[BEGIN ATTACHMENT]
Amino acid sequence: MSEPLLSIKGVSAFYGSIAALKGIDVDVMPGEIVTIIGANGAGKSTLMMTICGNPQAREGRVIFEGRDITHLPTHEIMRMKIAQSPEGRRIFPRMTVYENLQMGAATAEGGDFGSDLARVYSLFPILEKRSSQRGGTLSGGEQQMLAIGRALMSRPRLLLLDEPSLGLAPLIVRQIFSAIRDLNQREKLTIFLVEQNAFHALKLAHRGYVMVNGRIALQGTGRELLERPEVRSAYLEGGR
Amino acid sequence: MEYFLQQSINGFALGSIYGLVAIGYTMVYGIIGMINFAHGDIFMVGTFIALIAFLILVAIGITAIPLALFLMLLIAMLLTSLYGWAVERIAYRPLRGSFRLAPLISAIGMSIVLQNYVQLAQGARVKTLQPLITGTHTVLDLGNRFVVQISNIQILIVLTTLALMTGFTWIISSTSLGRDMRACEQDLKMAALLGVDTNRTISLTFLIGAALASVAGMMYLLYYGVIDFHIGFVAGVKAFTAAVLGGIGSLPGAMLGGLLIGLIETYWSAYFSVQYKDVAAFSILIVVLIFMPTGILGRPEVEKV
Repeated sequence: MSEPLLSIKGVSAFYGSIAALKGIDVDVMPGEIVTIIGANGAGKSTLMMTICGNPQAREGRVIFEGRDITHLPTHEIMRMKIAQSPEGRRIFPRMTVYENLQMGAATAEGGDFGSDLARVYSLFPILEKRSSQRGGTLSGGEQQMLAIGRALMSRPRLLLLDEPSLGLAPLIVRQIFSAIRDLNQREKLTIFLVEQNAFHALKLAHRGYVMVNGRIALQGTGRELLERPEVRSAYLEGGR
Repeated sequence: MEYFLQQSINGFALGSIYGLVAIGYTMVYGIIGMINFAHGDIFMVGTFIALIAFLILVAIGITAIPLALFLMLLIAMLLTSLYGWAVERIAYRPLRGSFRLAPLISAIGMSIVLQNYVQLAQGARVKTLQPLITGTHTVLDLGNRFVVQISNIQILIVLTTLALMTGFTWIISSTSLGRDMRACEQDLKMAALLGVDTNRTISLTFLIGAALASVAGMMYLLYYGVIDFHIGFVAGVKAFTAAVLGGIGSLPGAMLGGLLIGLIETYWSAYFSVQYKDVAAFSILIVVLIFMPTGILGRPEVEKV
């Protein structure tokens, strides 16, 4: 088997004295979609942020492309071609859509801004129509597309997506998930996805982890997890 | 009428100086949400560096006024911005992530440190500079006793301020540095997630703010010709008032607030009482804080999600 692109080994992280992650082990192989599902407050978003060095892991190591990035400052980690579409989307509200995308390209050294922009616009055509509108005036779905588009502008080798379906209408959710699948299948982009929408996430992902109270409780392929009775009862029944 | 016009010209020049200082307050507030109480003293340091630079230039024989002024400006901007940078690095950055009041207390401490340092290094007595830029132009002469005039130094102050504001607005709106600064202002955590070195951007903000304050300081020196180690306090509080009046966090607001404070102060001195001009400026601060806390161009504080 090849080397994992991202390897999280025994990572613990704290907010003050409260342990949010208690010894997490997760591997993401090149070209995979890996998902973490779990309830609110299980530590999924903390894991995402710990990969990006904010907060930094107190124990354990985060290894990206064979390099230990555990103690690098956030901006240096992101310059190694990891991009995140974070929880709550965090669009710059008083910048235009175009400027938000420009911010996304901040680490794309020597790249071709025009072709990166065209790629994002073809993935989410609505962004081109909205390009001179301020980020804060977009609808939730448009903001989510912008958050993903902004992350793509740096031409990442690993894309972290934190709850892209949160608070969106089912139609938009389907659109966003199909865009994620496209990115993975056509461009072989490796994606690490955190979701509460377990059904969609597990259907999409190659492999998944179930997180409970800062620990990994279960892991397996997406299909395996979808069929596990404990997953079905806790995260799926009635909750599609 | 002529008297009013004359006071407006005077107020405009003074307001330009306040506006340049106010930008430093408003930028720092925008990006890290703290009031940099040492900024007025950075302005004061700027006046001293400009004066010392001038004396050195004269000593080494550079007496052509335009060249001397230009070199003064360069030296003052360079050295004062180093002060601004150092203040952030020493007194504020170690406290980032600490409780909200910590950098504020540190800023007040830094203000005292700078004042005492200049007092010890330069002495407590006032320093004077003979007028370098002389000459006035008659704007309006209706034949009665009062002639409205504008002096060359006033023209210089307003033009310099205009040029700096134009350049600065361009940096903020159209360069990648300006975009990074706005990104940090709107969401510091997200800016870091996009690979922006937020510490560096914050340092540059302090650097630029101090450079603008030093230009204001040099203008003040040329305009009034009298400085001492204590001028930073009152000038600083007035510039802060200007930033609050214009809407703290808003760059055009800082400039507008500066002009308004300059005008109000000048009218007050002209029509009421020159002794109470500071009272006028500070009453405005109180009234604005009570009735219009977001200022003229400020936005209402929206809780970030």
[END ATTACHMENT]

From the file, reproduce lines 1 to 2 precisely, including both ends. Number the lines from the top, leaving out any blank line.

Amino acid sequence: MSEPLLSIKGVSAFYGSIAALKGIDVDVMPGEIVTIIGANGAGKSTLMMTICGNPQAREGRVIFEGRDITHLPTHEIMRMKIAQSPEGRRIFPRMTVYENLQMGAATAEGGDFGSDLARVYSLFPILEKRSSQRGGTLSGGEQQMLAIGRALMSRPRLLLLDEPSLGLAPLIVRQIFSAIRDLNQREKLTIFLVEQNAFHALKLAHRGYVMVNGRIALQGTGRELLERPEVRSAYLEGGR
Amino acid sequence: MEYFLQQSINGFALGSIYGLVAIGYTMVYGIIGMINFAHGDIFMVGTFIALIAFLILVAIGITAIPLALFLMLLIAMLLTSLYGWAVERIAYRPLRGSFRLAPLISAIGMSIVLQNYVQLAQGARVKTLQPLITGTHTVLDLGNRFVVQISNIQILIVLTTLALMTGFTWIISSTSLGRDMRACEQDLKMAALLGVDTNRTISLTFLIGAALASVAGMMYLLYYGVIDFHIGFVAGVKAFTAAVLGGIGSLPGAMLGGLLIGLIETYWSAYFSVQYKDVAAFSILIVVLIFMPTGILGRPEVEKV